Just your ordinary Indian kid


I feel that 13 years of living in Singapore has ironically made me as Indian as possible. I visit India twice a year, go to an Indian school, have mostly Indian friends, learn Carnatic vocal and Bharathnatyam, have rotis every day, learn Hindi as my second language and watch Asianet, Star and Sun TV, can make the tastiest palak paneer, read the news via the NDTV app, and above all, relish scrumptious curd rice, palgoa and jangeri. These aspects have been constants. The world may perceive us, Indians living abroad to have been somewhat mutated by the melange of bustle and opportunity that our hosts have offered us all these years, however this isn’t the case. Atleast for me. Consequently, my bi- annual Indian experience has only ensnared me sevenfold each time!

I have been to some of the major cities here and have even been on a 400 km road trip. But there isn’t much of a contrast between each city. Sitting in the car, any 15 year old would probably crib and complain owing to boredom during those long hours caught among the multitudes of cars in the narrow two-way streets, throngs of pedestrians and vehicle exhausts. But I haven’t. I bask in every sight, frequency and essence my senses can experience and decipher. Contemplation and speculation are a constant thrum, as there is just so much to fathom by a simple act of looking out the window and onto streets. Be it a small side road or Pondy Bazaar in Chennai, or the regal motifs of the buildings in Colaba Causeway, Mumbai. I remember looking for a toilet once in Chennai with my father six years back, and the realisation regarding the aura of the streets, dawning over me. I was ecstatic, a walk turned out to be an adventure.

Additionally, another rather remarkable moment was when my mother had made rajma, at my grandmother’s house. I had never been a great admirer for the taste but when I had a spoonful of it with the rice, the flavours just amalgamated and it was absolutely delicious! The same goes for any dish, really. Even a simple beetroot, cabbage dish or sabji, just tastes so much better in India. The fruits and vegetables just somehow magically enhance the flavours and add to the richness of any savoury or dish. Using the same ingredients the same dish would be nowhere as tender or fragrant when had in Singapore, even though all the spices we use are imported from India. You have to be physically there to bask in every moment.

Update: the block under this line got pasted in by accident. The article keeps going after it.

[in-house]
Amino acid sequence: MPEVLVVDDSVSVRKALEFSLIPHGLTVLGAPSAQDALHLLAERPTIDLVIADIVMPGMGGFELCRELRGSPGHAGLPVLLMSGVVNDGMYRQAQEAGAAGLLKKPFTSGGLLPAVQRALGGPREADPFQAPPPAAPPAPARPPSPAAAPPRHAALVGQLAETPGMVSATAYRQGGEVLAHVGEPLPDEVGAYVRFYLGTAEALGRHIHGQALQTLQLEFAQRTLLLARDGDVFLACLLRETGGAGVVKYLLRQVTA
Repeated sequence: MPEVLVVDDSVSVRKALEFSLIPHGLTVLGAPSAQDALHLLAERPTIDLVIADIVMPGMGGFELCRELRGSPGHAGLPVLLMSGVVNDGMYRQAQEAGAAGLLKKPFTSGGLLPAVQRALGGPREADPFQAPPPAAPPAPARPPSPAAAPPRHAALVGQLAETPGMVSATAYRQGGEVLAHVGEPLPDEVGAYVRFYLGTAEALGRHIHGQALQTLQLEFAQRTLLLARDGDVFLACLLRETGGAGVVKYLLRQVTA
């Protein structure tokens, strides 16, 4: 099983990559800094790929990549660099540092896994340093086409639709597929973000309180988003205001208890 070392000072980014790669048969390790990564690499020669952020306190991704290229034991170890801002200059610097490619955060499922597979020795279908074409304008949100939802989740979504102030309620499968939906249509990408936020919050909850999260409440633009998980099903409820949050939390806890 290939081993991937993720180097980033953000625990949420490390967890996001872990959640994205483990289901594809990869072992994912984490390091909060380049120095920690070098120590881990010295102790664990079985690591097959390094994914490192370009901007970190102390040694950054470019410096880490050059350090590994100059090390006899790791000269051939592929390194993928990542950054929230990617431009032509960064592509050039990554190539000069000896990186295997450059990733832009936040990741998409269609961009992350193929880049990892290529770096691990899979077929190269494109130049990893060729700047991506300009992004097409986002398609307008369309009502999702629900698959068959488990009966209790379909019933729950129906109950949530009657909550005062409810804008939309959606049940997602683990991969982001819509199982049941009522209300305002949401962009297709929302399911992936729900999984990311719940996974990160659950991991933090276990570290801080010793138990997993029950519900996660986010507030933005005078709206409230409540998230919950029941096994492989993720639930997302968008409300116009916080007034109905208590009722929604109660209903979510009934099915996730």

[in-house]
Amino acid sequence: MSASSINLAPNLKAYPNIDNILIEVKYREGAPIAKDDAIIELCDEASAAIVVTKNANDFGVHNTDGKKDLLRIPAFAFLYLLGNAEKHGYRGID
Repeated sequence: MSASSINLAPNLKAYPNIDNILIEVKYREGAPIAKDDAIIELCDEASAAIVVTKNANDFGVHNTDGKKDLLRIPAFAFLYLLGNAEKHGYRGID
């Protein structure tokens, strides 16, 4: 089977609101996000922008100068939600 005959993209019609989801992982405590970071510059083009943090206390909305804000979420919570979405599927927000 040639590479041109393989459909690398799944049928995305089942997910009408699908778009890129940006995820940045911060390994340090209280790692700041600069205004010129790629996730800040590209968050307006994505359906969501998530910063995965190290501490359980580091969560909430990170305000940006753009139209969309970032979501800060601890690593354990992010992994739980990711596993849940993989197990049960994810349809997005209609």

Another rather striking occurrence on my trips have been the beaches. Many may say that the beach is unkempt, littered with ramshackle housing and boats. They perpetually complain about the fetid smells. On the contrary, I strongly disagree. My sense organs no matter how flawed, have never agreed with any of these remarks. All coastal regions have natural beaches. I am not at all sardonic when I say that it is a boon because it is not well maintained. That is what makes it realistic and unique in its own way and I would never want that to change. Maybe I feel that way because there are no natural beaches here in Singapore. The salty tang, the shingly waves gushing and swerving at my feet, is something I have always adored. The train stations of India and the beaches have one factor in common. In both places, you witness the varying degrees in which the affluent, the middle class and destitute use the same amenities. In my opinion, everyone has grown accustomed to sharing the same resources, even if there are limitations and that for some reason, has always taken me by surprise.

India is vast and diverse. The jostle of activity is what will keep the nation cherished and immortal. I am proud of this. I was born here and left with my parents only at the age of two. Yet, even after spending all these years abroad, I still remember my roots and cherish it and nothing else in this world can alleviate the wonder I feel for my home and of course, the rest of my amazing family!

So ensure you look both ways before you cross the road, order the spiciest dishes on the menu, speak in your native tongue especially when you want to criticise anything publically, never let go of the great Indian accent, nag your children, accept only 100% marks, continue to vote during every election, make Indian friends and never let go, no matter which part of the world you end up in the near future!

Shivani Ekkanath is a 15-year-old Indian student living in Singapore. Her passions are writing and visiting India every year.